Skip to main content

Mission Africa 2010

My most recent opportunity to serve in East Africa was filled with challenges and blessings. The first conference with Equipping Pastors International (EPI) was in Murang'a, north of Nairobi. There over 100 pastors with the Christian Foundation Fellowship gathered to hear sessions on family and marriage. My contribution was on the subject of the Cultural Mandate and its relationship to the Great Commission. Anytime I have had the opportunity to express what Scripture says on this important issue the result is generally the same. In the words of one pastor, "Our minds are being opened to see things in the Bible we've never seen before."

There is already some early discussion about my return to this area of Kenya to speak further on these key issues, in that the pastors are eager to hear more of what the Bible says about the scope of the gospel for the "whole of life."

First Class of Uzima Reformed College

Uzima students taking their final exam
That Sunday I was invited to preach at Covenant Presbyterian Church, which also served as the location for the first sessions of the new Uzima Reformed College. I feel quite privileged to have been asked to come to Kenya to teach the very first class of this new theological college under the auspices of the African Evangelical Presbyterian Church (AEPC). The class was in hermeneutics (the science of Bible interpretation). There were 21 students, mostly pastors with little formal theological education. Excitement was so high for the opening of the new school that almost 10 applicants were turned away. Uzima is the first Reformed Presbyterian theological college/seminary of its kind in the nation of Kenya.

The only real problem during the week of classes came with my intense illness, so much so that I had to be taken to the Nairobi Hospital for evaluation. The medication I was given did not help, so finishing the week was, as one might guess, quite a major challenge. But God saw me and the students through!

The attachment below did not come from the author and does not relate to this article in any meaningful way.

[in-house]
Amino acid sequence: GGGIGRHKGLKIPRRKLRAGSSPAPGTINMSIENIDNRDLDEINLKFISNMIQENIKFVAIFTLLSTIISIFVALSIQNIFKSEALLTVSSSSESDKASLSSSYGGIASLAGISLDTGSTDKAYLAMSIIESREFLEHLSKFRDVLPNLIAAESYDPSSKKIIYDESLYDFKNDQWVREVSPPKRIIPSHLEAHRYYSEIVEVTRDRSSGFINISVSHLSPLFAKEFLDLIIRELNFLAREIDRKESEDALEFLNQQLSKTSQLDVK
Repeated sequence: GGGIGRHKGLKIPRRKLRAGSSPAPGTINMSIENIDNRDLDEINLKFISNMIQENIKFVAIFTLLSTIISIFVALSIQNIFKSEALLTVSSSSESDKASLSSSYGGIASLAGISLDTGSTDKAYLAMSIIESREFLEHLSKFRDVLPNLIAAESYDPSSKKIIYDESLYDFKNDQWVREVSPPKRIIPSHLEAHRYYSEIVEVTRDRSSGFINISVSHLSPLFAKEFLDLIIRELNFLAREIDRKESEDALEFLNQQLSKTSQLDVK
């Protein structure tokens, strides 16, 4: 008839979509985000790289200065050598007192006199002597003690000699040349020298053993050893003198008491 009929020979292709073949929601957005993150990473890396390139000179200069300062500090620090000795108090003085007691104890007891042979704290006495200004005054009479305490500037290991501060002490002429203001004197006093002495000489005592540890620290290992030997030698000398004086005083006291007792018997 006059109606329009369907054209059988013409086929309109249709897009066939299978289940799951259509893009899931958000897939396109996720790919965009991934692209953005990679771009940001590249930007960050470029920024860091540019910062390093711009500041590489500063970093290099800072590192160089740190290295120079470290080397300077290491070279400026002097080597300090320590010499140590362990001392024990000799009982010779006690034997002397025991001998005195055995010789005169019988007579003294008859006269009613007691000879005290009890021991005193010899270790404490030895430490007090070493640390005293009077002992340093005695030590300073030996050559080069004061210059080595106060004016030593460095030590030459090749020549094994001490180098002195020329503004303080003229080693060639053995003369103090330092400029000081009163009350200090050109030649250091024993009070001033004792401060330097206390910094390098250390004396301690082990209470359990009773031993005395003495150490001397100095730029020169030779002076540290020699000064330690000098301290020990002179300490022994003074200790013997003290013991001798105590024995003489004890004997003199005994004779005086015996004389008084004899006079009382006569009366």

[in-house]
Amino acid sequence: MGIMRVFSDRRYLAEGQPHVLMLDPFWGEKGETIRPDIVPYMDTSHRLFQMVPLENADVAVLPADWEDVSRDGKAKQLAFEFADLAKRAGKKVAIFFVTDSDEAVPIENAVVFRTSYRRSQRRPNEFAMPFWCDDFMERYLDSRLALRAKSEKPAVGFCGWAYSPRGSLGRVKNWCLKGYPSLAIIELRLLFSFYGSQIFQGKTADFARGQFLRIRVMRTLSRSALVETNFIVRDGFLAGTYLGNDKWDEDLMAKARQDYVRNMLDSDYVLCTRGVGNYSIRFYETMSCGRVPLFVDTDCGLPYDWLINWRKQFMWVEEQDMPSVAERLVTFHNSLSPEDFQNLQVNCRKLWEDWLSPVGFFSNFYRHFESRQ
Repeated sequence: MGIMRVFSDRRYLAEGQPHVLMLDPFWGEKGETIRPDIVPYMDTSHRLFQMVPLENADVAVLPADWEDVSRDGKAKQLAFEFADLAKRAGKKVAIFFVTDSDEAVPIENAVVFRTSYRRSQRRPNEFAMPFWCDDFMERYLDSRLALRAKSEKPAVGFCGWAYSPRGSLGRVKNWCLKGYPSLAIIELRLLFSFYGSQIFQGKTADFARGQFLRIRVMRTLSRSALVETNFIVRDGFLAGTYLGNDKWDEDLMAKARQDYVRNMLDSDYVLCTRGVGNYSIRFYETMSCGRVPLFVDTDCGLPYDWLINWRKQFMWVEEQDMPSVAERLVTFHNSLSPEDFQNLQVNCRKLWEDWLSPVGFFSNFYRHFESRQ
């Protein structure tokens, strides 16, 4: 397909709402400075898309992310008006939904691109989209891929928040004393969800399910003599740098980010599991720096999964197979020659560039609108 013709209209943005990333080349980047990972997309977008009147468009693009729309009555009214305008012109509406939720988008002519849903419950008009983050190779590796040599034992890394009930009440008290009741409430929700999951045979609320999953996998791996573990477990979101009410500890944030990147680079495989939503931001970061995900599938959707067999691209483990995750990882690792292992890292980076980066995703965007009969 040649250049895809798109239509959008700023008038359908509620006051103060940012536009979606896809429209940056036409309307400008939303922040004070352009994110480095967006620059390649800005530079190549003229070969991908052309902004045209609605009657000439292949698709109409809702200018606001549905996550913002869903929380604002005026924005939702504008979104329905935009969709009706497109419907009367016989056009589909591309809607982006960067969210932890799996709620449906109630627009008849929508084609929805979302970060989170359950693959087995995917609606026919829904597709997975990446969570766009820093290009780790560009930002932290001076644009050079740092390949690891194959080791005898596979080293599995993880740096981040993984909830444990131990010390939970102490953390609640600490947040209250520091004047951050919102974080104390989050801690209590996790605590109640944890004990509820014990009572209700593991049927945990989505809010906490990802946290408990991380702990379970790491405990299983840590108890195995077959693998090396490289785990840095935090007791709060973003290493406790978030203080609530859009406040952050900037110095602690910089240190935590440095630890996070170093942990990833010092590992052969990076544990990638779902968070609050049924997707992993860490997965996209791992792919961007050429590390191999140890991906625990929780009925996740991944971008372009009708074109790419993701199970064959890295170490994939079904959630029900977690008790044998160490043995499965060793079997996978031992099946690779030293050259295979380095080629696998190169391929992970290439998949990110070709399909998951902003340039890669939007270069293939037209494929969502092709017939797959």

The following week saw me in the nation of Uganda with Rev. Martin Odi, who serves full-time with EPI. Together, we held two important conferences: one with many of the Bishops of the PAG; the other with the "Missioners", a group of Christian students from four different local Universities who gathered together at Makerere University to hear me speak for the better part of three days. In both cases I again spoke on the Cultural Mandate, this time spending more time on the basics of a Christian world and life view, challenging these leaders of tomorrow to take every thought captive in Ugandan culture.

Myself and the Bishops of the PAG
A great blessing came at the end of the conference with the Missioners, when a representative from each of the four schools created an impromptu ceremony in which I was given a Makerere University tee-shirt, was made a life-long member of the Missioners, and given the African title "Papa Otim" (mercy).

Speaking before the "Missioners" at Makerere University
Again, the responses to my teaching on the Cultural Mandate and biblical worldview were ones of surprise that such things are in the Bible. But I must say regarding both conferences in Uganda that the Bishops and the students were openly thankful for the new things they learned from God's Word. I pray that they will not forget what God showed them during the conferences but that they will move forward to help transform their culture for Christ. Especially that the Bishops, as they represent and lead many thousands of churches throughout Uganda, will mobilize and think constructively about effective ways to apply the claims of the gospel to every area of public life for the glory of God.